Tuesday, August 4, 2009

Creswell at the Beach

If only the greatest challenge of grad school was getting sand out of textbooks. The beauty of being a teacher on the West Coast is that I get to read on the beach in July and August. My usual ritual is as follows: research ideas, print papers (4 pages on 1 page, double sided), read papers on beach, come home with new ideas, realize limitations of ideas, and find more papers to read at the beach.

Time at the beach used to stand still. Now, with papers to read, 2 hours goes by quickly. This is a good thing. The challenge, of course, is that once I get home, after a reflective drive of about 30 minutes in traffic, I realize just how little ground I’ve actually covered. This is not to say that I’m reading limited or somehow deficient research. Instead, I realize just how little of a certain subject I’ve actually covered. Creswell, for example, is pretty good. Then again, one can buy entire books on the ideas the Creswell covers in a chapter. I’m experiencing the same sort of thing looking at the lit review for the Dr. Jacobsen course. I’m examining measures of progress in the use of educational technology. As soon as I think I have one area covered, I find a new area that needs exploration. The idea of a lit review can be a bit frustrating in this regard. Just when one is happy to have one piece of knowledge squared away, another emerges. It’s analogous to academic whack amole. Then again, lifelong learning, especially with/about technology, requires constant vigilance for new ideas. It’s not so much about knowing, it’s more about knowing how to keep up.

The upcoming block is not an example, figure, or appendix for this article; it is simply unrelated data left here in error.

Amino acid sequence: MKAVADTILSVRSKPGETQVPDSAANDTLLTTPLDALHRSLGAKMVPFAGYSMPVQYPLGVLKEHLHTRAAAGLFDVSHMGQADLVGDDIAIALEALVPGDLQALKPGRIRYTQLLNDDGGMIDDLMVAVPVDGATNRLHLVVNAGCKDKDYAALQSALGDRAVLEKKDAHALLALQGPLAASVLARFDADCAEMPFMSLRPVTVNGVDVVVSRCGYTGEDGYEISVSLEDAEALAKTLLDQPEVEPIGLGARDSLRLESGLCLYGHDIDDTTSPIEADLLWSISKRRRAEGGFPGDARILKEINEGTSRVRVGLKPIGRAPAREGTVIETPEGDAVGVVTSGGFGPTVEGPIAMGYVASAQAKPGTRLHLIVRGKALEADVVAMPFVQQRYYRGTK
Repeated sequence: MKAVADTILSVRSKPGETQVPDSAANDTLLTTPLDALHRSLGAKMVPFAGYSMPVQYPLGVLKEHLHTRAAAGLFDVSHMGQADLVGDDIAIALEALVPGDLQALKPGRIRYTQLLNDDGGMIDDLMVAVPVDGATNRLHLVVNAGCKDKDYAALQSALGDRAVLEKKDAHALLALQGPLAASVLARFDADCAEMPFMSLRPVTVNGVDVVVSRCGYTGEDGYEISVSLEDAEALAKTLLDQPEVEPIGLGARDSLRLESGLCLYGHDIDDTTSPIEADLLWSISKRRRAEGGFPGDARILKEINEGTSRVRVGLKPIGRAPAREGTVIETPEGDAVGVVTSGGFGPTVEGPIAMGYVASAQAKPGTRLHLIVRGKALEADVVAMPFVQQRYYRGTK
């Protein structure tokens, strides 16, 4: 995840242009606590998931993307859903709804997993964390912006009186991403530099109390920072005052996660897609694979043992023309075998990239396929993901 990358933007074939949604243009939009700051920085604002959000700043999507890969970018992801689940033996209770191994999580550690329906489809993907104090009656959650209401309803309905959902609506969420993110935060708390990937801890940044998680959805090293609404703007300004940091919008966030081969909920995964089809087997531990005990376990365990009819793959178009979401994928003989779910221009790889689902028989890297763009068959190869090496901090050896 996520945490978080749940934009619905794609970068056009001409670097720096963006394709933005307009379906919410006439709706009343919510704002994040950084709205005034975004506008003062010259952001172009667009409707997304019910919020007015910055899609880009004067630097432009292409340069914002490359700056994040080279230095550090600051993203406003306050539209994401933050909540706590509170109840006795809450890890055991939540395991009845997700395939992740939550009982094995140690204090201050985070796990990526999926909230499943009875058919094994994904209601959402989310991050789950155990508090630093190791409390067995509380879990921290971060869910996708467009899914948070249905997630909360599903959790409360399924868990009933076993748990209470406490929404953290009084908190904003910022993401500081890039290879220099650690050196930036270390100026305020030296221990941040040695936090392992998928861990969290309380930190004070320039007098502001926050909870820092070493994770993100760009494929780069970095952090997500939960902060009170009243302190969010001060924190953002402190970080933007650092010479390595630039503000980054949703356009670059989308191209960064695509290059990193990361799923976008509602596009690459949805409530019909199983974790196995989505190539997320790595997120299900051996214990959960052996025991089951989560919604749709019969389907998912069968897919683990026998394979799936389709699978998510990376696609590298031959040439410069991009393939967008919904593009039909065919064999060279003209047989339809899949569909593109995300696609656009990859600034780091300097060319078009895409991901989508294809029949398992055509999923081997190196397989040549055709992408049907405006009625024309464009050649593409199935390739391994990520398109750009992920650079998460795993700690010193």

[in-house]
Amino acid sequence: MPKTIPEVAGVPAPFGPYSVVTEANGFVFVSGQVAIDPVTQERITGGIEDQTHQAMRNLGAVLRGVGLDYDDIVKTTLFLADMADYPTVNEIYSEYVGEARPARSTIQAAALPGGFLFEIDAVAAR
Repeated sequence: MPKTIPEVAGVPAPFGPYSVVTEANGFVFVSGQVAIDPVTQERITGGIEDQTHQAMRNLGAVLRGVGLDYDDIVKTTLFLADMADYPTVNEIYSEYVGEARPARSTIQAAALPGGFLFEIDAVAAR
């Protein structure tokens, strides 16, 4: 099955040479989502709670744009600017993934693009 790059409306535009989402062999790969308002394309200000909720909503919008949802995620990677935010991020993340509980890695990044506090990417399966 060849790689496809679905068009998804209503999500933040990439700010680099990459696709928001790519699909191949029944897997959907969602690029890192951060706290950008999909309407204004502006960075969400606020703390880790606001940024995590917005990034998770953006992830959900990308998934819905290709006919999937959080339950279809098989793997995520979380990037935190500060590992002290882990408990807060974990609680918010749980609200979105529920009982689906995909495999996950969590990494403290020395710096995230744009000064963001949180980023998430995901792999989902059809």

Anyway, tomorrow, I’m off to the beach with new papers and ideas to examine. I suppose current knowledge fades at about the same pace as a tan. I suppose an indicator of academic progress is self-awareness and the limitations of what one knows (or of what is currently known in any given field). The challenge, I guess, is twofold: 1) keeping up with the knowledge, and 2) being able to apply the current knowledge. Easier said than done –like getting sand out of the Creswell text.